Interactive spend to hit $55B by 2014: Forrester

Interactive marketing will hit $55 billion and represent 21% of all marketing spending by 2014, as marketers continue to shift dollars from away from traditional media and toward search marketing, display advertising, e-mail marketing, social media and mobile marketing, according to Forrester Research’s US Interactive Marketing Forecast, 2009 to 2014. The study cited direct mail as the largest sector to be hit by reductions, but noted the affordability of media would free up funds for more investment in customer management and buyer experience media.

“In today’s economic climate, marketers are shifting dollars downstream, so they are much more focused on tools that drive immediate response and sales,” said Shar VanBoskirk, VP and principal analyst at Forrester, who wrote the report.

Direct mail budgets were cited more than any other traditional medium as the place to cut. Forty percent of marketers said they would decrease the direct mail budget to fund increased interactive efforts; that’s compared to 35% citing newspaper budgets; 28%, magazines; 12%, TV; and 7% telemarketing.

The direct mail drop was no surprise to Paul Dunay, global managing director of services marketing at Avaya, a telecommunications and network equipment maker. Direct mail is “dead, dead, dead,” he said.

While Avaya included attention-getting, dimensional direct mail to its business-to-business customers in the marketing plan as recently as two years ago, that tactic is currently nonexistent.

“I’m not doing it today,” he said. “There are easier ways to reach people.”

Those touchpoints tend to be online, and search and social media are a major part of that strategy. In fact, Avaya has set up “10 new Twitter handles, five new fan pages on Facebook on top of 42 groups, numerous LinkedIn groups, several thousand employees connected on Yammer, as well as several blogs and internal wikis, according to Dunay.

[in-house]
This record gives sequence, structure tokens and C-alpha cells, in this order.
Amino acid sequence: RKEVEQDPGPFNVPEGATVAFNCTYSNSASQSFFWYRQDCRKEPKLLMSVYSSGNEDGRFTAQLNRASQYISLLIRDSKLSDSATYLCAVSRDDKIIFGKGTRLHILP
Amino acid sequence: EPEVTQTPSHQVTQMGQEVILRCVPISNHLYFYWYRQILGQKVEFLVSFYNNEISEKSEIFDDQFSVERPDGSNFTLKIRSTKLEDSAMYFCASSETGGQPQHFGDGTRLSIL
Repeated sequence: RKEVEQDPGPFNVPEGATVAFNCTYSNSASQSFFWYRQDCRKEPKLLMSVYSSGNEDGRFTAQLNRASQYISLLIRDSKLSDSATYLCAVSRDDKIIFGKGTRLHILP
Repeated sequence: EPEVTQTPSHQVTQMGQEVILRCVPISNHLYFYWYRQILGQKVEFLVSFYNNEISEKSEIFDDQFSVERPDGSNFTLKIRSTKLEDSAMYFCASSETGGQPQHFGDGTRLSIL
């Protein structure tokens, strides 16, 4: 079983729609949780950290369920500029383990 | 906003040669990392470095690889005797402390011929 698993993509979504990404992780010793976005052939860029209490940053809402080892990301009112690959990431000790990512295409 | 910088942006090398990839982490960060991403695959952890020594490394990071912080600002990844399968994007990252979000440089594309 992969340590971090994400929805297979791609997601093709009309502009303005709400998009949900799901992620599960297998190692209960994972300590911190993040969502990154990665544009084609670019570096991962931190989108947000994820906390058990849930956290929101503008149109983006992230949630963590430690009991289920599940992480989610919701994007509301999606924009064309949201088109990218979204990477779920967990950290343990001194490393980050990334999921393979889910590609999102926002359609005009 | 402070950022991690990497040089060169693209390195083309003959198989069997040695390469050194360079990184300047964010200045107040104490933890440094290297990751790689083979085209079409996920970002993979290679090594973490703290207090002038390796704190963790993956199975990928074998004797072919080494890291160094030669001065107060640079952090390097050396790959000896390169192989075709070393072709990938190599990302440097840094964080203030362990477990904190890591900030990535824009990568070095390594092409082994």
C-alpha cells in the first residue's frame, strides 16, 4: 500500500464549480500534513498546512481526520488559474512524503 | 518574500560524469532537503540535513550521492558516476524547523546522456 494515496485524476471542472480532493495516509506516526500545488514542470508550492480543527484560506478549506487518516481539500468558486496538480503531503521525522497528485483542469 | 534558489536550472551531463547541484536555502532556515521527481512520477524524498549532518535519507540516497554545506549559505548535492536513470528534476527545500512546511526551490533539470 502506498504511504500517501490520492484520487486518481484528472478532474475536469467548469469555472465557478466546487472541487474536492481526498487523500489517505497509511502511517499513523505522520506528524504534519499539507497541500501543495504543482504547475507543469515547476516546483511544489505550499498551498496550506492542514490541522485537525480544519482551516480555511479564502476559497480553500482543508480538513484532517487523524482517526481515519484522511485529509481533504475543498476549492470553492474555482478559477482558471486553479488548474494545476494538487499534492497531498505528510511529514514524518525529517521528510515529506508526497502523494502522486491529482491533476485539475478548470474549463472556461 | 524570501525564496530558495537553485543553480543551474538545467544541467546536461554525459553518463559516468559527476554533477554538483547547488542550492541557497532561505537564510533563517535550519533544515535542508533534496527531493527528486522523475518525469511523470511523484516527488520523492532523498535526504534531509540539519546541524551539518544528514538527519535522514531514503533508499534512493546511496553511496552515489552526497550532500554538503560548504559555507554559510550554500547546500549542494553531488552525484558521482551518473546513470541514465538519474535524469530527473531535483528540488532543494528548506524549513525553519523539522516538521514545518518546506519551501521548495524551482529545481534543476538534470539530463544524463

“We’ve migrated to a lower cost option,” he said. “We have launched at least a dozen new sites or tactics in the past 90 days. These are not expensive things.”

Another example of marketers shifting to social media is Dell. It has generated millions in revenue by offering exclusive Twitter discounts, and it has added 711,488 followers since March — a total of 828,328.

The interactive shift has led to a drop in overall advertising spend, VanBoskirk said: “As interactive grows, marketers’ overall need to invest in advertising diminishes. You can do more with less money.”

That means marketers can use the surplus that used to go toward advertising on other programs.

“We will see an increase in spending on things like customer relationship building activities, the in-store experience, the call center, the Web site experience, the things today that either don’t get enough budget or are managed with another budget,” VanBoskirk noted. “Marketing will have greater ownership over that relationship. That’s good for customers and marketers.”

Other marketing industry stakeholders caution Forrester’s numbers should be taken “with a grain of salt,” while agreeing the overall ad pie is shrinking.

“Anyone who doesn’t think that advertising budgets will decline should try a new career,” said Joe Pulizzi, in a post on his Junta42 blog. “Online efforts are cheaper, and social media is essentially free, but what’s not being said here is a lot.”

Pulizzi argued that social media does not work without relevant and valuable content. He said many marketers do not understand the need to invest in content and advised they spend their surplus there.

One place budgets aren’t shrinking is search. It is expected to grow at a compound annual growth rate of 15% to $31.6 billion in 2014, according to the report. However, even this was met by skepticism from some, including Kevin Ryan, CMO at WebVisible.

“2014 is a long way away. To say that search will continue to grow in the same capacity it has grown in the past with the same level of spending is irresponsible,” he said. “The ad units will continue to evolve, and what we call search today is not going to be what we call search five years from now.” l

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